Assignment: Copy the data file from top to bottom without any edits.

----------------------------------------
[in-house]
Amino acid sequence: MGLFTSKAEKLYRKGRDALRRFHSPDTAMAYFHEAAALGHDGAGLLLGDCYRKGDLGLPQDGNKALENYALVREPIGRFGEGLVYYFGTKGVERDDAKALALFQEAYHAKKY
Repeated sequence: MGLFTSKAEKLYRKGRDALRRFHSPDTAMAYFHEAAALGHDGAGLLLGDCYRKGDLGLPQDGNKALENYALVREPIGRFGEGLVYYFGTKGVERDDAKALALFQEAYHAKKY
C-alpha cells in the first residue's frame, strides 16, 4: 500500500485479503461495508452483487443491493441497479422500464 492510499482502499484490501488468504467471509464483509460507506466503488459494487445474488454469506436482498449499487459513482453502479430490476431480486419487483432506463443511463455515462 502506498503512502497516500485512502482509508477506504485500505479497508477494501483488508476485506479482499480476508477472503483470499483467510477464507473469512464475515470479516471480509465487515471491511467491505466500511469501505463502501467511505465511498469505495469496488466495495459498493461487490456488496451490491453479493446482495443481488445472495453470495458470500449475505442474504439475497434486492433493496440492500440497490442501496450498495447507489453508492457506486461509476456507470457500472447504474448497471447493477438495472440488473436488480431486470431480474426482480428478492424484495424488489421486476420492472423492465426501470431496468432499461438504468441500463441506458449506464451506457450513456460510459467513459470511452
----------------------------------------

[in-house]
Amino acid sequence: MGLFTSKAEKLYRKGRDALRRFHSPDTAMAYFHEAAALGHDGAGLLLGDCYRKGDLGLPQDGNKALENYALVREPIGRFGEGLVYYFGTKGVERDDAKALALFQEAYHAKKY
Repeated sequence: MGLFTSKAEKLYRKGRDALRRFHSPDTAMAYFHEAAALGHDGAGLLLGDCYRKGDLGLPQDGNKALENYALVREPIGRFGEGLVYYFGTKGVERDDAKALALFQEAYHAKKY
C-alpha cells in the first residue's frame, strides 16, 4: 500500500485479503461495508452483487443491493441497479422500464 492510499482502499484490501488468504467471509464483509460507506466503488459494487445474488454469506436482498449499487459513482453502479430490476431480486419487483432506463443511463455515462 502506498503512502497516500485512502482509508477506504485500505479497508477494501483488508476485506479482499480476508477472503483470499483467510477464507473469512464475515470479516471480509465487515471491511467491505466500511469501505463502501467511505465511498469505495469496488466495495459498493461487490456488496451490491453479493446482495443481488445472495453470495458470500449475505442474504439475497434486492433493496440492500440497490442501496450498495447507489453508492457506486461509476456507470457500472447504474448497471447493477438495472440488473436488480431486470431480474426482480428478492424484495424488489421486476420492472423492465426501470431496468432499461438504468441500463441506458449506464451506457450513456460510459467513459470511452